This forum uses cookies
This forum makes use of cookies to store your login information (if you are registered), and your last visit (if you are not registered). Cookies are small text documents stored on your computer; the cookies set by this forum can only be used on this website and pose no security risk. Cookies on this forum also track the specific topics you have read and when you last read them. Please confirm whether you accept or reject these cookies being set.

Once set, you will be able to change your cookie settings at any time using the link in the footer.

Thread Rating:
  • 0 Vote(s) - 0 Average
  • 1
  • 2
  • 3
  • 4
  • 5
Springfield 45/55 Carbine model 1879
I have to tell you Mr. Boulton, that I'd love to be able to shoot with your club.  It sounds like such a wonderful group of shooters shooting interesting rifles.

We should start a thread about our BP Mausers.  I'm far from home, so I can't take pictures of mine, but I do believe that those old Mausers are wonderful and over here anyway, almost forgotten. 

Many, I think most of the soldiers who fought in Cuba were armed with the trapdoor and not the Krag.  For many years trapdoors were dirt cheap in the US.  My first one, a Cadet, that I still own, I paid $54 for in about 1963.  The gun store had a dozen for sale.  Today you still see them, but they run from $600 for dogs to over a grand for a nice one.

Trapdoors are wonderful shooters and that Buffington rear sight is wonderful.  It even figures in drift, most sights don't.  (My Artillery Luger does!), so does the Krag's sight (some of them).
Many trapdoor carbines were ruined by people shooting .410's in them.  They made nice little shotguns. 
"Custer's Last Stand" 1st Model 1873 Springfield Carbine -

Springfield 1873 Carbine -

"The rifle cartridge was designated as ".45-70-405", indicating a .45 caliber, 405-grain (26.2 g) bullet propelled by 70 grains (4.5 g) of black powder. It had a muzzle velocity of 1,350 feet per second (410 m/s), making it a powerful and effective load for the skirmish tactics of the era. A reduced-power load of 55 grains (3.6 g) of powder (.45-55-405) was manufactured for use in the carbine to lighten recoil for mounted cavalry soldiers. This cartridge had a correspondingly reduced muzzle velocity of 1,100 feet per second (340 m/s) and a somewhat reduced effective range."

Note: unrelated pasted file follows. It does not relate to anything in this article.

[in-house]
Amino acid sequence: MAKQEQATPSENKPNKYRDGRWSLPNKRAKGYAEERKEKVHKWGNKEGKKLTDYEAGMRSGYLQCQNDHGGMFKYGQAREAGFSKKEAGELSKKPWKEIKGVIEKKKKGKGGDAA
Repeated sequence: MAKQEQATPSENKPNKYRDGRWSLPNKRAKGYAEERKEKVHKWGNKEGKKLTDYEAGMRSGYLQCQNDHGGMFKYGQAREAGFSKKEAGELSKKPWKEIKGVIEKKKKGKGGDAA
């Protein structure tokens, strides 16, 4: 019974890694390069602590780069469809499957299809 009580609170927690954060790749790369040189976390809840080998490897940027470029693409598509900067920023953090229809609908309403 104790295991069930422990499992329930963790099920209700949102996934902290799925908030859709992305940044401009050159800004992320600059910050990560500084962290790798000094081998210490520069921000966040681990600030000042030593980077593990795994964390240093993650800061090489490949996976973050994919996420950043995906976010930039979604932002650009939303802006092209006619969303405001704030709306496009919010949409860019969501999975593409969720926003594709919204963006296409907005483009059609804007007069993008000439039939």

Little Big Horn -

Archaeology, History and Custer' s Last Battle -


Bear: I visited the Custer Battlefield just yesterday!  I've been there maybe a dozen times.  Viewed several trapdoor carbines of the battle, some relics and others that fell within the proper serial number range.  Here are some pics.[Image: NorthDakotaTrip2008012.jpg]
Here is another:[Image: NorthDakotaTrip2008010.jpg]
I have been to the Custer Battlefield many times.  Yesterday I didn't eve walk out onto the field, since I was just there, but I did attend a private museum at the Garryowen store and say many great things.  I didn't take any pics.  Had a nice debate with an Indian fellow, who was a Crow and lived at the reservation there. 
The soldiers fired either carbine rounds of 45/55/405 or 45/70/500, but to tell you the truth I'm not sure they loaded the 500 grain bullet that early.  Here are some rounds fired during that conflict:[Image: oldbullets001-1.jpg]
Obviously, Custer blundered rather badly at The Little Big Horn! A little known part of the story is:

The Democratic National Convention was meeting in St. Louis, Missouri at the time.

Supposedly Custer had been approached by several influential Democrats that were Delegates to the Convention. The "plan" was that Custer would win a quick victory over the "Injuns" at The Little Big Horn.

With the news of the Victory in all the newspapers, Custer's name would be entered by acclamation to gain the Democratic nomination for President.

So, that might account for Custer's reckless behavior. He could not wait for the other columns to join his troops, because that way, "Custer" would not get credit for a victory.

Anyway, as things turned out, Custer could not be nominated for President because he was dead. Recall that ONLY dead Democrats can vote, not run for office.
Quote:While it probably doesn't mean much to Englishmen, in debates over here one cause one can lose teeth over the Battle of Little Bighorn. Was Custer good or bad, right or wrong, smart or clueless? 

I don't think there is a similar counter in English history that lights people up like this battle with Indians.  I don't think the English come to blows over Isandlwana.    

Custer lost. Easy.  Big Grin

Forum Jump:

Users browsing this thread: 1 Guest(s)